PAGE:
Brian Gawor, CFRE, is a former annual fund and major gift professional who now focuses on research and benchmarking to drive fundraising strategy. He is also a doctoral student studying higher education giving.
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We have the winners of the 2017 March (Alumni Giving) Madness tournament!
This tournament is our fun way to determine the top alumni giving institutions for higher education fundraising. We took the institutions in the Men’s and Women’s NCAA Basketball Tournaments, analyzed their alumni giving statistics, and determined the two top institutions for alumni giving.
2017 March (Alumni Giving) Madness final bracket
Click to expand
You can read about the methodology we’re using to answer the question this year in our first post. You can also check the early round action as we got down to the final eight teams:
And the winners are…
Men’s Bracket: Northwestern University. Knocking out competitors with a combination of strong donor growth and very generous alumni, NU was a powerhouse in this year’s tournament. Our refs also rated Northwestern’s giving portals very highly. You can check out some of the best student campaigns in the nation at Catalyzer, NU’s crowdfunding portal: catalyzer.northwestern.edu.
Women’s Bracket: University of Pennsylvania. With one of the highest alumni participation stats in the tournament, Penn boosted wins with great donor growth and incredibly high giving per living alumnus. Donor growth and consistency in young alumni giving have been real strengths at Penn. A quick review of their alumni web portal shows that Penn is offering an incredible array of engaging opportunities for alumni to stay involved and give easily, and it showed in this year’s tournament.
All this year’s tournament participants are winners. As we approached the final bracket stages we were just amazed at some of the accomplishments of these institutions in alumni engagement and donor growth. All participants in this year’s tournaments should be congratulated. The generosity of their alumni is simply mind-blowing, with over $50 million given by alumni to these institutions in 2016.
Get the E-Book
Check out all the results, with expanded commentary on the stats, in our March (Alumni Giving) Madness e-book. Download your copy here.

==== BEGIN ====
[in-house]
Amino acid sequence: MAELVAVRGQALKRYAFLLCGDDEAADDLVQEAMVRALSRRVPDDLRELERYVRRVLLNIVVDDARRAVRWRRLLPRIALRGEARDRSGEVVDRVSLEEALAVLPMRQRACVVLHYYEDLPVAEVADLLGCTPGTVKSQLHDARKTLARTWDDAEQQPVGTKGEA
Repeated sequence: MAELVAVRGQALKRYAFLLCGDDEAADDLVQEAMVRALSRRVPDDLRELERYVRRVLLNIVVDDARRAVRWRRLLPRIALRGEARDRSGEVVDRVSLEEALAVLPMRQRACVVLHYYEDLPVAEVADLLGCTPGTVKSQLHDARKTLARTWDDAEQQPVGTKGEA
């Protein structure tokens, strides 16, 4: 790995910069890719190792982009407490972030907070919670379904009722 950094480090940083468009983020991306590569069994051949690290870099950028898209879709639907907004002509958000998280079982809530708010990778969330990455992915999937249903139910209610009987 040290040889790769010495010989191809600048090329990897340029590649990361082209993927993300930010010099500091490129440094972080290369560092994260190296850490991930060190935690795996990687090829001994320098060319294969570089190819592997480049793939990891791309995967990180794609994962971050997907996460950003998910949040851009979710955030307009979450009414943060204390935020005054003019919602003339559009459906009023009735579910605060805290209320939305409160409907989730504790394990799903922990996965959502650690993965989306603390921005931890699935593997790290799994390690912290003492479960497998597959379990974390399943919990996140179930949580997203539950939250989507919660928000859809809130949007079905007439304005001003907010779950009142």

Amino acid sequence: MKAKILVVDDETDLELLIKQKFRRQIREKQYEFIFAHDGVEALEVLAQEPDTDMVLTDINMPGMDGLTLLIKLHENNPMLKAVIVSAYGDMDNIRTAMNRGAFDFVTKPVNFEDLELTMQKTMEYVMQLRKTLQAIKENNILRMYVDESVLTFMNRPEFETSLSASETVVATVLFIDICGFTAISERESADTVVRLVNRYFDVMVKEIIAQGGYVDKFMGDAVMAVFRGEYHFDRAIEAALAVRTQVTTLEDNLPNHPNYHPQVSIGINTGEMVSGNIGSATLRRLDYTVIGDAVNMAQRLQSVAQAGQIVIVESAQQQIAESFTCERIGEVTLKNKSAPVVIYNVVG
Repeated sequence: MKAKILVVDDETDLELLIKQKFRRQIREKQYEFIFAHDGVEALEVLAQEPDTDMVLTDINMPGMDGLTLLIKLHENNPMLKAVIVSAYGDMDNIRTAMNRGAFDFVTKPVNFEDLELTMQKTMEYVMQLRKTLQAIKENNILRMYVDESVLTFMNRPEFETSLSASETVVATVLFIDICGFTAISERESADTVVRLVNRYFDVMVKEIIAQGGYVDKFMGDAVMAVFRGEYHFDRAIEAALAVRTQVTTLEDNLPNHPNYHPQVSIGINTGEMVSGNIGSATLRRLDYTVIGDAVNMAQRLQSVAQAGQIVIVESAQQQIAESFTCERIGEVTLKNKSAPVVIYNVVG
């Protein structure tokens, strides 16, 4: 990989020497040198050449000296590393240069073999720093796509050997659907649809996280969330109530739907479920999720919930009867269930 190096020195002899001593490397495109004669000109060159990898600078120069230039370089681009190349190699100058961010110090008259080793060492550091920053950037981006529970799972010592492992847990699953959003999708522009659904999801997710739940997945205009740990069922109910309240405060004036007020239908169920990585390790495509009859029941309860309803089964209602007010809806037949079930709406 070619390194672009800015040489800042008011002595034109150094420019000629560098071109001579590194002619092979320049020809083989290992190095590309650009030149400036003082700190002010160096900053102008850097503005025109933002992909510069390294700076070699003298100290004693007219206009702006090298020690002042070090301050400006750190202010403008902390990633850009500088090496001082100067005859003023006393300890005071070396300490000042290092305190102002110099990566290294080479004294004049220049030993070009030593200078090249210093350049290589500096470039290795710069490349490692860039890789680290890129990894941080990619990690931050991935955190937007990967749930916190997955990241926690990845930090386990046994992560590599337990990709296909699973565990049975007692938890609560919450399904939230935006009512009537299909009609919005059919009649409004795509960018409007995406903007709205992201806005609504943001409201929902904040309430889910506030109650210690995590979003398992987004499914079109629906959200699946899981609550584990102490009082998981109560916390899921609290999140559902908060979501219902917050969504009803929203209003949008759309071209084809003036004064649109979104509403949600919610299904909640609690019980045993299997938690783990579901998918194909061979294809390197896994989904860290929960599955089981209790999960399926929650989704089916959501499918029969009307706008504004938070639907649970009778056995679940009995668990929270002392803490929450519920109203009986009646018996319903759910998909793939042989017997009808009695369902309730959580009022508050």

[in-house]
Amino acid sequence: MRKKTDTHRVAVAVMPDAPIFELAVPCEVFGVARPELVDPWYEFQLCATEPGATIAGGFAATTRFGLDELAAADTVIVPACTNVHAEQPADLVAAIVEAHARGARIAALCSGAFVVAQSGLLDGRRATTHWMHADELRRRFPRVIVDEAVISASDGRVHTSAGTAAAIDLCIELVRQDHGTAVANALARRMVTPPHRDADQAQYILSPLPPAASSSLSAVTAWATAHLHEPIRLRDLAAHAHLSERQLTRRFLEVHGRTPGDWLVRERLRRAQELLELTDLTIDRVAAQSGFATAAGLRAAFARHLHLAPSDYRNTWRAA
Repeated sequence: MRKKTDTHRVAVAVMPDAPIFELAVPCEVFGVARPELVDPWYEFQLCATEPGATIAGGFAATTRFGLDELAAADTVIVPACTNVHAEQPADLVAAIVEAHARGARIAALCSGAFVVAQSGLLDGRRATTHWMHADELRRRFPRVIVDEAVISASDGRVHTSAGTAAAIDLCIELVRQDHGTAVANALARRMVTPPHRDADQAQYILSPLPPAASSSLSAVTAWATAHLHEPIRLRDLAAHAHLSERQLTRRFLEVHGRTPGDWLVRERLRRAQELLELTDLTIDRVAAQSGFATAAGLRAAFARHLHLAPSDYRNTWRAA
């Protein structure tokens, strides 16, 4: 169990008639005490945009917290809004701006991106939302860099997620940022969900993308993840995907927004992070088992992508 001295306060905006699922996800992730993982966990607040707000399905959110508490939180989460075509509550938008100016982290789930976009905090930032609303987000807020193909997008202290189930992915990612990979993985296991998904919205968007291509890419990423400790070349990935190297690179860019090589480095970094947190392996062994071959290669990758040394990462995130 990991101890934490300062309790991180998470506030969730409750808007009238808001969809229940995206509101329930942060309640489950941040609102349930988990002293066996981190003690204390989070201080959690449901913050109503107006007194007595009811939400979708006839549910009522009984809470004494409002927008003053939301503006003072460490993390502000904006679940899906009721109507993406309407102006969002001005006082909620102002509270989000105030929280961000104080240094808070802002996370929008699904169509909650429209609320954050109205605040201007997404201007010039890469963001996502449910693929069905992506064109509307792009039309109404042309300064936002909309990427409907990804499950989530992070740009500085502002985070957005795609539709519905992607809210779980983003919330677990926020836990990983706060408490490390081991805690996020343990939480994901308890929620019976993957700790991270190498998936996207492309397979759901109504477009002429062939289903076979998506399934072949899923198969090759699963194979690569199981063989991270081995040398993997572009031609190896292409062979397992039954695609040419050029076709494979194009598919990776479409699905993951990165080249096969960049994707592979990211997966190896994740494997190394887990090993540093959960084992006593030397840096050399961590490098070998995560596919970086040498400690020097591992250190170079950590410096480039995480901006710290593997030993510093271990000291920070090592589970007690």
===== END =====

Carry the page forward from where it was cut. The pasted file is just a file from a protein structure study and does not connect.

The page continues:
2017 (Alumni Giving) Madness commentary:
Alumni participation continues to decline: In most of this year’s match ups, it was more about who had declined the least. We’re on a 20-year downhill spiral for the percent of living alumni who give. While we know that part of the issue is the sheer increase in the number of alumni institutions are trying to engage (increasing the denominator in the alumni participation equation), 68% of institutions saw reduced alumni donor counts during the recession. Colleges and universities that bucked this trend were the top alumni giving institutions, with some schools with great alumni engagement programs posting recent gains.
Higher education fundraising doesn’t run on averages: With less than 1 percent of institutions raising about 28 percent of the funds in higher education, the stats are skewed toward the top. There were real blowouts, especially in early rounds. However, there are a number of institutions with modest endowments and resources that have had success with alumni giving in the past few years, and I know from working with some of them that they’ve accomplished this with careful strategy and use of their budgets.
Many institutions need a training camp for online giving. We saw a wide range of online giving presence at institutions. It was not uncommon for it to be hard to find the giving portal from the main university web page. Crowdfunding continues to grow, but is often hard to find in connection to the giving portal. Social media engagement was minimal at best, a real problem and lost opportunity. We encourage everyone to think about how easy and fun it is to give online—because that’s where your donors will be giving as we move forward.
Potential tournament changes for next year: As you’ll hear in our podcast covering the results,our tournament is weighted about 70 percent toward donor count and alumni participation. From our recent conversations with advancement leaders, we’re hearing that dollars are dominating as a concern at most institutions. We’ll be looking at this over the course of the next year, and our methodology may evolve for next year’s tournament as we determine the top alumni giving institutions.
Listen to the podcast
I break down the results with RNL Vice President Josh Robertson, one of this year’s referees, on the latest episode of podcast Fundraising Voices, available on iTunes and Stitcher.
Can we compare our results even if our institution wasn’t in the NCAA Tournament?
You can find out how your alumni giving compares to your peers by requesting a Donor Comparison Report.
Using data from the VSE survey, this report allows you to benchmark your alumni giving statistics and identify alumni giving trends. Request your free report here